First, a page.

With pundits predicting strong online retail sales this Christmas and some predicting that as much as 60 per cent of the online spend will be through smartphones¹, one wonders why you would even ponder leaving the couch.
However, as quick and easy as online shopping has become, the true winners this holiday season and for the long term will be retailers that know the customer intimately and that can be adaptable both online and offline to meet the changing customer needs and desires. And the reason for this comes down to human interaction and the transformation from functional to experience-based activity.
Increasingly, the ability to connect to our favourite brands digitally is a vital precursor to a physical retail experience. A physical shop that doesn’t support customers’ online experience will be less competitive compared to an integrated offer. A complete view of all the customer touch points is essential. At Warren and Mahoney, we are finding that customers, especially in service retail, are using the web to ‘pre-load’ and digest the information online before they experience the physical space. This empowers the customer to have a more informed pre-purchase discussion with a retailer.
At a recent retail conference in London, we were presented with multiple retail typologies from fashion stores to service providers and car dealerships. The theme was consistent – the online on-boarding and corresponding in-store experience replication was vital to a customer’s holistic experience. The extension of service was very clear.
Not only are customers utilising the online digital channels to research products and services, but it is also an important gauge of a brand's alignment to their lifestyle, ideals and personal connections.
Australian-based, skin and beauty product company, Aesop, is a great example of how a physical environment can reflect a brand proposition through innovation and physical design which is supported by an intuitive, informative and brand aligned web site. Customers can research the brand proposition, products and service and even store design rationale through the digital portal to connect to the brand. There is corresponding power in the physical interpretation of the brand through multiple store design experiences that are unique in every location. Both experiences leave an impression of quality, legacy, knowledge and innovation.
This example clarifies that retail isn’t really about the transaction or sales. It’s more about an interaction and relationships – an experience.
One example of the importance of physical vs virtual can be observed with the ubiquitous Nespresso brand, which has successfully stormed into our standard household vernacular.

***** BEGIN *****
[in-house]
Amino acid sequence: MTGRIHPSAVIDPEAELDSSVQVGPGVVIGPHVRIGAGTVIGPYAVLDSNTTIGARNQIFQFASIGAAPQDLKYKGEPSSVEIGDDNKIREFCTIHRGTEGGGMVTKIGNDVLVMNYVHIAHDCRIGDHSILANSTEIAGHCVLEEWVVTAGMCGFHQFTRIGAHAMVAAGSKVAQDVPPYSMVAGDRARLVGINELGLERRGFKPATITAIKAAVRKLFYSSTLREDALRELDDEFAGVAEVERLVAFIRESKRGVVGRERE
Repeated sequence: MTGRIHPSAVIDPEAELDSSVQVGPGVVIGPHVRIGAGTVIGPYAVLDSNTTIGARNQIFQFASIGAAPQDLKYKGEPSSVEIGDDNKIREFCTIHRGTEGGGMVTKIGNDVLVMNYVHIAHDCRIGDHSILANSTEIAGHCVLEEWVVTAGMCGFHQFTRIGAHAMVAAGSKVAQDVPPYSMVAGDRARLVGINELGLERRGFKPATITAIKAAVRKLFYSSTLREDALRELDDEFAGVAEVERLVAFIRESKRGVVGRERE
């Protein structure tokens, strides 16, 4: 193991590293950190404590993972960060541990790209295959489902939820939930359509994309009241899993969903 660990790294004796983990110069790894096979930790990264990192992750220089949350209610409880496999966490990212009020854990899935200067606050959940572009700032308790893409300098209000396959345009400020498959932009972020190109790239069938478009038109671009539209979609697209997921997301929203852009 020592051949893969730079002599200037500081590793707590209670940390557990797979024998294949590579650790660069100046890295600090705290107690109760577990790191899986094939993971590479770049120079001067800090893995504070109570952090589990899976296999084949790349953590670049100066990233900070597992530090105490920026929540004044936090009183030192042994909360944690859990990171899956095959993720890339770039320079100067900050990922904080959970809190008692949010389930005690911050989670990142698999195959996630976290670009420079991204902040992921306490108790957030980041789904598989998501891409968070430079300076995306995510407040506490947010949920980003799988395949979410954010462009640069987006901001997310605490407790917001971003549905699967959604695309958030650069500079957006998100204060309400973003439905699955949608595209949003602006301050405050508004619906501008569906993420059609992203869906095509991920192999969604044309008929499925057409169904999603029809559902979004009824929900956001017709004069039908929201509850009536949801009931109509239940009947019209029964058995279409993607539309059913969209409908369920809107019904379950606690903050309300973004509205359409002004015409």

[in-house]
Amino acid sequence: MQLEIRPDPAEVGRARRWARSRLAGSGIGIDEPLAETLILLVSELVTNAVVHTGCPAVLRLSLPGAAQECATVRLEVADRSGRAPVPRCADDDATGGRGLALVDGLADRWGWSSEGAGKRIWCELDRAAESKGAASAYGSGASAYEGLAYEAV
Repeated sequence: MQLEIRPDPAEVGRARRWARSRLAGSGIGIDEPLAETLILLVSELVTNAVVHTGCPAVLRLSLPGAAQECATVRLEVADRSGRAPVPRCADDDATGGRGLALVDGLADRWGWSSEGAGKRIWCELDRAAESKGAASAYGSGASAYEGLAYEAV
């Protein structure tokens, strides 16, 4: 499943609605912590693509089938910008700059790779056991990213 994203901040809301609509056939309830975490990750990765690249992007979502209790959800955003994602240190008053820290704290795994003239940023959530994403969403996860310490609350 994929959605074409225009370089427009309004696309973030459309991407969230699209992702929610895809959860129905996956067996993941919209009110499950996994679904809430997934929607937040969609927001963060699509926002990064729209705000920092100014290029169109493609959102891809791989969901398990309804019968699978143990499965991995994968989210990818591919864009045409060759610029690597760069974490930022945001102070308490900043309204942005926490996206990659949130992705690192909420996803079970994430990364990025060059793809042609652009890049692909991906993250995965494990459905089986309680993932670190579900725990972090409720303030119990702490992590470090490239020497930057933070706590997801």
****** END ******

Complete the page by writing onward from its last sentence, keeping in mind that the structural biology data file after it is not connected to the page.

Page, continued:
Why would you ever go out to a café for an expensive latte when you can make an equally great coffee at home? One of the reasons we want to go to cafes is because we want an experience, an interaction, great service and the social connection. The social connection of retail is in our DNA; markets and transactions are a physical part of our experience as humans. There is also exponential growth in online shopping, which is now supported by more complex wide ranging retail experiences. One example of this is the Ted Baker store in Shoreditch, London where you can get a new outfit plus a haircut and a coffee. A physical experience mash up. It’s these interactions and connections that drive the experience.
It is essential for the customer to be able to navigate between the two worlds seamlessly, that both display the same messages, ease of use and atmosphere. It is not a situation of either/or; most customers will utilise both retail environments. The physical retail environment doesn’t sit independently from the graphic branding, staff training, the website or security in this new world of retail. Architecture is a component of the total encounter, which is why it is simplistic to separate out the retail design from the online experience.
And the approach has to be about the customer experience. It’s the desired experience -what you want the customers to think, feel, do will inform both the physical and virtual design. And it’s the customers’ interaction with the people who work there that will give them a really good experience. The physical or online design really just facilitates that.
I encourage my clients to be brave and bold. Online commerce allows for a brand to try new techniques and approaches quickly, and retailers must embrace new ways to make the in-store experience just as appealing. Steve Jobs designed the packaging of the iPhone so the tactile touch when opening it created vibrations and shivers that closely matched feelings of euphoria. What experience are you creating for your customers that blend both offline and online?
Gareth Huston is a Principal at Warren and Mahoney. Huston’s expertise lies in the alignment of physical environments and the end-user experience through evidence-based design. This strategic thinking applies to all types of commercial design disciplines from retail through to master planning.
A strategic, research-led understanding of how customers interact with retail touch-points in both virtual and physical environments allows him and the team to design memorable experiences that resonate with the customer.
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